I asked him to walk me through the incident, in which Scanlan shot Robins while the two were simulating making a car stop of a suspected gangbanger. Scanlan was standing outside the driver’s side of Robins’ car, and Robins, acting the part of the gangbanger, was behind the wheel.
“You clear leather (take your gun from your holster) when you perceive danger,” the deputy said. “And on a training exercise, there’s no such thing as danger, and there should never have been leather cleared. You finger-point, use a plastic gun, or point a flashlight. That’s where the lack of understanding, the resentment comes in. It’s like one minute your heart goes out to (Scanlan) and the next I just resent him. It’s like, ‘Where was his common sense?’ ” I can’t even say a new officer coming out onto the street, I can’t even fathom him having the lack of common sense to clear leather on a loaded weapon. For a veteran officer, especially one of Brian’s caliber, I don’t know.”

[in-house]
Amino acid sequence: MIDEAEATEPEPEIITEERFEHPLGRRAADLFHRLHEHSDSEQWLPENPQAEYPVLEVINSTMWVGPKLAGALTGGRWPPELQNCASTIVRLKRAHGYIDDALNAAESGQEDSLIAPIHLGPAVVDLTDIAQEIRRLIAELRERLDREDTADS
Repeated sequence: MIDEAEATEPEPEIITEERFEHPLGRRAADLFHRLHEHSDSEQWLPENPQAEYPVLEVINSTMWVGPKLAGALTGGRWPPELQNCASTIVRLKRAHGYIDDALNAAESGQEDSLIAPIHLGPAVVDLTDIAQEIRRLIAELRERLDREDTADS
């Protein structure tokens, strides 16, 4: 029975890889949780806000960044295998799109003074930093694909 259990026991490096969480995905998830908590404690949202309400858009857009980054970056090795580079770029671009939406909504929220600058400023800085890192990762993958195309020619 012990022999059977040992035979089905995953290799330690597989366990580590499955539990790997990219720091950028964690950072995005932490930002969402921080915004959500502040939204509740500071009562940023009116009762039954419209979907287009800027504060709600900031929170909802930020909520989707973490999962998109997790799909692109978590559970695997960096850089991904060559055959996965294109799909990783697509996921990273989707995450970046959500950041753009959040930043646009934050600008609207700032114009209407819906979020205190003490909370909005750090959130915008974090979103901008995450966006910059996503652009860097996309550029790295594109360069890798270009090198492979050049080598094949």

Is everyone taking for granted that the shooting was accidental? “Absolutely. Even to the guys who hate Brian Scanlan the most, even those who disliked him before the incident, this was an accident. Everyone’s heart goes out to the Robins family. As for Brian Scanlan, the rank-and-file is divided, where you’ve got officers who resent the fact that--and can’t understand, just like the public can’t--what in the hell is Brian doing clearing leather with a loaded weapon during a training exercise? Others overlook that and their hearts go out to Brian right now, and they’re trying to understand what he’s feeling and show support.”